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CRST Company-Sponsored Training - The Adventure Begins

I only slept a couple hours last night for being excited and anxious about today. Arrived at the bus depot a bit early, waited for it to open at 0800, checked in with my confirmation number from my recruiter and got my ticket without a hitch. The bus was about 45 minutes late, though once underway given a great ride with an excellent driver. Made me want to consider a career with Greyhound should I get tired of trucks. The itinerary has me going from North Carolina to Iowa by way of Atlanta. I imagine I will be doing similar things once I get behind the wheel, so they are getting me used to it early.  Travel by bus sucks. Seats are cramped, an older bus rides rough, and it’s not like air travel where you check your bags and never see them again unless they happen to arrive at the same destination as you. You get to hump your own gear at every bus change. Granted, I did it like this when I was in the service, but I’m just not twenty anymore!  One nice thing about bus travel, though, is the free wi-fi provided on the bus so I can post this and try for a cat nap between Chattanooga and Memphis. I’ve traveled 13 hours so far and another 18 still ahead of me. Till next time, safe miles everyone!

Posted:  2 years, 11 months ago

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In need of some beta testers for a new ProDriver GPS Navigation Device

I wish to participate - I'll be starting my OTR with trainer in 3 weeks. Kindly sign me up :)

Posted:  2 years, 11 months ago

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Soon to start at CRST - Training starts next month - WOOT!

Tomorrow's the big day. Got my bus ticket confirmation, packed my bags, I'm all studied up from the 'High Road', and ready to hit the rough and dusty trail to the wild world of trucking.

Posted:  2 years, 11 months ago

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Soon to start at CRST - Training starts next month - WOOT!

Started trying to understand HoS today (in High Road and elsewhere) - I get the feeling that these are going to be the bane of my existence for my entire trucking career. I know that both the company and I are going to want to run as many safe miles as possible, and I will likely go over due to a miscalculation on my part, an overzealous dispatcher, or a gung-ho driver (me - pushing myself too hard) or some combination of these. Right now, the rules and cycles seem like so much random noise to me. I fully understand the point, the spirit of the laws, but trying to work with them feels to my brain like I'm trying to put a pair of gloves on the wrong hands. Taking a break from studying now. I'll pick it up later tonight or tomorrow. I am sure it will click for me by the time I need it to. :)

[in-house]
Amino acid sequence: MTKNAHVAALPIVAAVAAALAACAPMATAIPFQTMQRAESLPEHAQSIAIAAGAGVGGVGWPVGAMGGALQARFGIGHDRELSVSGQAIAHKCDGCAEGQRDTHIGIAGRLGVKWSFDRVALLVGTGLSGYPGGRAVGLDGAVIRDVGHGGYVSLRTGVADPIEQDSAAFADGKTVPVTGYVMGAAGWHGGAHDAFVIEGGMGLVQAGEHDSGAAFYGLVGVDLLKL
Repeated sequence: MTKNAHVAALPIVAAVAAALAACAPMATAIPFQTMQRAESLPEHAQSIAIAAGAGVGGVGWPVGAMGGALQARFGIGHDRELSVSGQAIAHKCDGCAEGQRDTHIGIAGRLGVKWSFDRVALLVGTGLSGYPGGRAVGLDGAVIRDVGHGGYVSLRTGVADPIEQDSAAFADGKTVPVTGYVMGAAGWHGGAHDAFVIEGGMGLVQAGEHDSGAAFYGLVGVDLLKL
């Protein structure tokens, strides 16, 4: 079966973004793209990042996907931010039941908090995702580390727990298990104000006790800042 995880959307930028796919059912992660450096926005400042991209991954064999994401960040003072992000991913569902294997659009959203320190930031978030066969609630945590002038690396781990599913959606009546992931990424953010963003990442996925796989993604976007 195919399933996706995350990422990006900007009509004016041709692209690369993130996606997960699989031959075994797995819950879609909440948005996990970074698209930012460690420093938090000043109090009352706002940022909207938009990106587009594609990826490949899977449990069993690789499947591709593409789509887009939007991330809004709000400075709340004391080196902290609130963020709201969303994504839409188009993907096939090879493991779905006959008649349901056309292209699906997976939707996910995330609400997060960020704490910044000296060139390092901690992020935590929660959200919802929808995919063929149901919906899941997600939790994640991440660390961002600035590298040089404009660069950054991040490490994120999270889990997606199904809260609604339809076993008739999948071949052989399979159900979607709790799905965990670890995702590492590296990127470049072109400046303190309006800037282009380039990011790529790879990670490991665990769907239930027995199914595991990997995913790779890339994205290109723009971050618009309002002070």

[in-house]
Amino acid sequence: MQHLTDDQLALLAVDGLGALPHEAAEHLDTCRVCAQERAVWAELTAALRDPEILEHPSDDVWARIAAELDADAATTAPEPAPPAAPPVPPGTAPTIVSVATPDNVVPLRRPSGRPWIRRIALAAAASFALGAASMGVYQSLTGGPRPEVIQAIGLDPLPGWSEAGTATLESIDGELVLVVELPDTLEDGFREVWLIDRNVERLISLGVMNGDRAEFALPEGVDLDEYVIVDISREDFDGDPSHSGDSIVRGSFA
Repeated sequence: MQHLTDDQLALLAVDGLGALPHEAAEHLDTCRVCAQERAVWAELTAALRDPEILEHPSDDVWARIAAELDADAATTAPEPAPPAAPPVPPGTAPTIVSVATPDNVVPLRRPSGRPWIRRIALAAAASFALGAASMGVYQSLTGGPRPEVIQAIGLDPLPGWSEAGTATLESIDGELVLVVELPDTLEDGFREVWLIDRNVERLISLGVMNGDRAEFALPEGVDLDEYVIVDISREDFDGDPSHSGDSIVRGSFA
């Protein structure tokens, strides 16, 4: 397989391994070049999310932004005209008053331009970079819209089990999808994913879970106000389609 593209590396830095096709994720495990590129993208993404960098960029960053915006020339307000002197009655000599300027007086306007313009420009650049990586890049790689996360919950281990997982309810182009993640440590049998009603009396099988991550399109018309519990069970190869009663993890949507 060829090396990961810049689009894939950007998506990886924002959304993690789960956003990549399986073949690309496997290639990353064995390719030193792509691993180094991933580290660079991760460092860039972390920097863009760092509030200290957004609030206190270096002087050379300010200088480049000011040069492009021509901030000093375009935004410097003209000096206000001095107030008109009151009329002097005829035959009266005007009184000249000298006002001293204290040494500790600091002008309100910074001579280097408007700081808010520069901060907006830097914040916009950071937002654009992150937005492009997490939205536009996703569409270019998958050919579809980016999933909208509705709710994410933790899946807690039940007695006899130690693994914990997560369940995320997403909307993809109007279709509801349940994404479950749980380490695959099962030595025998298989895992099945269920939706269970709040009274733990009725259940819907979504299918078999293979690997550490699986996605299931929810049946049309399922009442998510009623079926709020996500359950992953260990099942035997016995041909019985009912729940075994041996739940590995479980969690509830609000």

Posted:  2 years, 12 months ago

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Soon to start at CRST - Training starts next month - WOOT!

So go in there with the approach that you're going to prove to them you're one of the keepers. Work hard, have an awesome attitude, learn all you can every day, and listen closely to what they tell you. Take advantage of every opportunity you can to learn something new or practice something they've taught.

And just as importantly, avoid the classmates with bad attitudes. Find a few students who are taking the same approach you are and work together to help each other out. Avoid the lousy attitudes as if they have a contagious disease, because they pretty much do.

If you want it bad enough then go make it happen. Our forum is filled with stories from people who have done exactly that.

You'll see that people have a lot of ups and downs and the challenges are endless. But if you'll take the right approach things will work out great. Go in there with the wrong attitude, like many will, and you'll be on the bus home in a couple of days with a much worse attitude and of course without a shot at a new career. It's totally up to you. Seize the day.

smile.gif

Thanks, Brett! I shall take your advice to the letter. Safe miles!

Posted:  2 years, 12 months ago

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Soon to start at CRST - Training starts next month - WOOT!

I'll refute your claim. Just when I read you stopped at "Ripoff Report" I knew the claims you copied were written by a loser.

The only parts of your quote that are believable are the "100 degree Iowa heat" and maybe that pre-trip exercise with a stick.

Maybe you misunderstood the log book practice (this is only a guess) where you got 1/2 hour driving but you had most of the day On Duty Not Driving for class.

As you mentioned, if someone is dropped from a school, "who's REALLY at fault"? Trucking is a tough game, and it's good to find out on the third day of class rather than in a driver-at-fault accident.

Thank you for the reply, Errol - your last statement pretty much says it all. I couldn't agree more!